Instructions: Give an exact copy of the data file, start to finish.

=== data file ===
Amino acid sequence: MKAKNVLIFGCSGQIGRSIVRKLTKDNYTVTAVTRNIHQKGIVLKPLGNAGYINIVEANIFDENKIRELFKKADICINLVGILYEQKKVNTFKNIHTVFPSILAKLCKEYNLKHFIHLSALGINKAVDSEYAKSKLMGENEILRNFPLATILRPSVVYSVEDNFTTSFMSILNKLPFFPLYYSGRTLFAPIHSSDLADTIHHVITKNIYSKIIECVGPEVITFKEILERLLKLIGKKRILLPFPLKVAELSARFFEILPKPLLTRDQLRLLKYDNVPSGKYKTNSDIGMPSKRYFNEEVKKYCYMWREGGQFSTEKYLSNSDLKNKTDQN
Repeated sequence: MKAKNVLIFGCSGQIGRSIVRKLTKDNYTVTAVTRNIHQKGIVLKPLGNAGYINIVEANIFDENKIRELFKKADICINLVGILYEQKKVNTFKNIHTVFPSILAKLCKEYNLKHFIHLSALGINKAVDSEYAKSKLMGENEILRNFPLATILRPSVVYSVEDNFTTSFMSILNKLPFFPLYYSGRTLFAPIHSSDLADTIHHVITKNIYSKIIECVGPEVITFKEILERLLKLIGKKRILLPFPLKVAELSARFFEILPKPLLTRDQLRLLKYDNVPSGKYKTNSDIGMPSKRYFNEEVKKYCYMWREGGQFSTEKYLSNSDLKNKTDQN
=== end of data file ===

Amino acid sequence: MKAKNVLIFGCSGQIGRSIVRKLTKDNYTVTAVTRNIHQKGIVLKPLGNAGYINIVEANIFDENKIRELFKKADICINLVGILYEQKKVNTFKNIHTVFPSILAKLCKEYNLKHFIHLSALGINKAVDSEYAKSKLMGENEILRNFPLATILRPSVVYSVEDNFTTSFMSILNKLPFFPLYYSGRTLFAPIHSSDLADTIHHVITKNIYSKIIECVGPEVITFKEILERLLKLIGKKRILLPFPLKVAELSARFFEILPKPLLTRDQLRLLKYDNVPSGKYKTNSDIGMPSKRYFNEEVKKYCYMWREGGQFSTEKYLSNSDLKNKTDQN
Repeated sequence: MKAKNVLIFGCSGQIGRSIVRKLTKDNYTVTAVTRNIHQKGIVLKPLGNAGYINIVEANIFDENKIRELFKKADICINLVGILYEQKKVNTFKNIHTVFPSILAKLCKEYNLKHFIHLSALGINKAVDSEYAKSKLMGENEILRNFPLATILRPSVVYSVEDNFTTSFMSILNKLPFFPLYYSGRTLFAPIHSSDLADTIHHVITKNIYSKIIECVGPEVITFKEILERLLKLIGKKRILLPFPLKVAELSARFFEILPKPLLTRDQLRLLKYDNVPSGKYKTNSDIGMPSKRYFNEEVKKYCYMWREGGQFSTEKYLSNSDLKNKTDQN